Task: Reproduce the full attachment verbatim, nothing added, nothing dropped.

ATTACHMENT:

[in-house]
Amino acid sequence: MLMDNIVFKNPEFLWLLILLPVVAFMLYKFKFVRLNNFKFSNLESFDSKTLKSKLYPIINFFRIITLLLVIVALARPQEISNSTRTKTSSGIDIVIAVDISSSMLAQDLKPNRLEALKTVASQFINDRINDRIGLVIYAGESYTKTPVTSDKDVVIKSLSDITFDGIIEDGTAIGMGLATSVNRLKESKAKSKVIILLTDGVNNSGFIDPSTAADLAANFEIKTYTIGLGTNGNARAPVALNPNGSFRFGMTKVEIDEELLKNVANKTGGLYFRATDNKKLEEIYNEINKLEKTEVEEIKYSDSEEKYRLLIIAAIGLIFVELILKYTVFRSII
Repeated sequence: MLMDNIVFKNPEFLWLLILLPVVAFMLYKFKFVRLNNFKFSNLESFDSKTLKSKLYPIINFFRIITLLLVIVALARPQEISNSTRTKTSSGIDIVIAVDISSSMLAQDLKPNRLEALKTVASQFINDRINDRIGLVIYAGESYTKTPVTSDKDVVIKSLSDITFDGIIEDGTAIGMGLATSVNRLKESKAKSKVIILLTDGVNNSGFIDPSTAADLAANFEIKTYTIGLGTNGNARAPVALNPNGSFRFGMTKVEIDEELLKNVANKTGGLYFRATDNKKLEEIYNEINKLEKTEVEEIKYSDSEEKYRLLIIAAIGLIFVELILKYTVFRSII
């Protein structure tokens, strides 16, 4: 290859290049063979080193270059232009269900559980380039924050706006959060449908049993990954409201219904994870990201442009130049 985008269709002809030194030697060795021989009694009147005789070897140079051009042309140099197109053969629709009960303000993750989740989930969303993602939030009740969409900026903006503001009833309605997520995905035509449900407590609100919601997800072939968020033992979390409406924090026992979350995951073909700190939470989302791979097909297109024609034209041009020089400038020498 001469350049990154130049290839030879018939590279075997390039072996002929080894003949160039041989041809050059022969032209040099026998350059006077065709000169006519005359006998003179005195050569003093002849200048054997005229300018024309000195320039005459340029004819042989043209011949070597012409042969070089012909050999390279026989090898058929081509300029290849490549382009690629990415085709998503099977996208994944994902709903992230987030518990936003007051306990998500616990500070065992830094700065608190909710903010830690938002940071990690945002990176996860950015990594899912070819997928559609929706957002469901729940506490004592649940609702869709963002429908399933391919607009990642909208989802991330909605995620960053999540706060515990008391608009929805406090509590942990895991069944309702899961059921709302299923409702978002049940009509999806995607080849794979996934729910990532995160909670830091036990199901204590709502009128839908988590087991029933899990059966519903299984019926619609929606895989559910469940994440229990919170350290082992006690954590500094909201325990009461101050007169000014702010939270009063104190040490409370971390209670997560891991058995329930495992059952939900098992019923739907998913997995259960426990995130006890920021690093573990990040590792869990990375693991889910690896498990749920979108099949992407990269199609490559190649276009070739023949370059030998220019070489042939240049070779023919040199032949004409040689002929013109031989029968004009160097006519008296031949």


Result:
[in-house]
Amino acid sequence: MLMDNIVFKNPEFLWLLILLPVVAFMLYKFKFVRLNNFKFSNLESFDSKTLKSKLYPIINFFRIITLLLVIVALARPQEISNSTRTKTSSGIDIVIAVDISSSMLAQDLKPNRLEALKTVASQFINDRINDRIGLVIYAGESYTKTPVTSDKDVVIKSLSDITFDGIIEDGTAIGMGLATSVNRLKESKAKSKVIILLTDGVNNSGFIDPSTAADLAANFEIKTYTIGLGTNGNARAPVALNPNGSFRFGMTKVEIDEELLKNVANKTGGLYFRATDNKKLEEIYNEINKLEKTEVEEIKYSDSEEKYRLLIIAAIGLIFVELILKYTVFRSII
Repeated sequence: MLMDNIVFKNPEFLWLLILLPVVAFMLYKFKFVRLNNFKFSNLESFDSKTLKSKLYPIINFFRIITLLLVIVALARPQEISNSTRTKTSSGIDIVIAVDISSSMLAQDLKPNRLEALKTVASQFINDRINDRIGLVIYAGESYTKTPVTSDKDVVIKSLSDITFDGIIEDGTAIGMGLATSVNRLKESKAKSKVIILLTDGVNNSGFIDPSTAADLAANFEIKTYTIGLGTNGNARAPVALNPNGSFRFGMTKVEIDEELLKNVANKTGGLYFRATDNKKLEEIYNEINKLEKTEVEEIKYSDSEEKYRLLIIAAIGLIFVELILKYTVFRSII
């Protein structure tokens, strides 16, 4: 290859290049063979080193270059232009269900559980380039924050706006959060449908049993990954409201219904994870990201442009130049 985008269709002809030194030697060795021989009694009147005789070897140079051009042309140099197109053969629709009960303000993750989740989930969303993602939030009740969409900026903006503001009833309605997520995905035509449900407590609100919601997800072939968020033992979390409406924090026992979350995951073909700190939470989302791979097909297109024609034209041009020089400038020498 001469350049990154130049290839030879018939590279075997390039072996002929080894003949160039041989041809050059022969032209040099026998350059006077065709000169006519005359006998003179005195050569003093002849200048054997005229300018024309000195320039005459340029004819042989043209011949070597012409042969070089012909050999390279026989090898058929081509300029290849490549382009690629990415085709998503099977996208994944994902709903992230987030518990936003007051306990998500616990500070065992830094700065608190909710903010830690938002940071990690945002990176996860950015990594899912070819997928559609929706957002469901729940506490004592649940609702869709963002429908399933391919607009990642909208989802991330909605995620960053999540706060515990008391608009929805406090509590942990895991069944309702899961059921709302299923409702978002049940009509999806995607080849794979996934729910990532995160909670830091036990199901204590709502009128839908988590087991029933899990059966519903299984019926619609929606895989559910469940994440229990919170350290082992006690954590500094909201325990009461101050007169000014702010939270009063104190040490409370971390209670997560891991058995329930495992059952939900098992019923739907998913997995259960426990995130006890920021690093573990990040590792869990990375693991889910690896498990749920979108099949992407990269199609490559190649276009070739023949370059030998220019070489042939240049070779023919040199032949004409040689002929013109031989029968004009160097006519008296031949």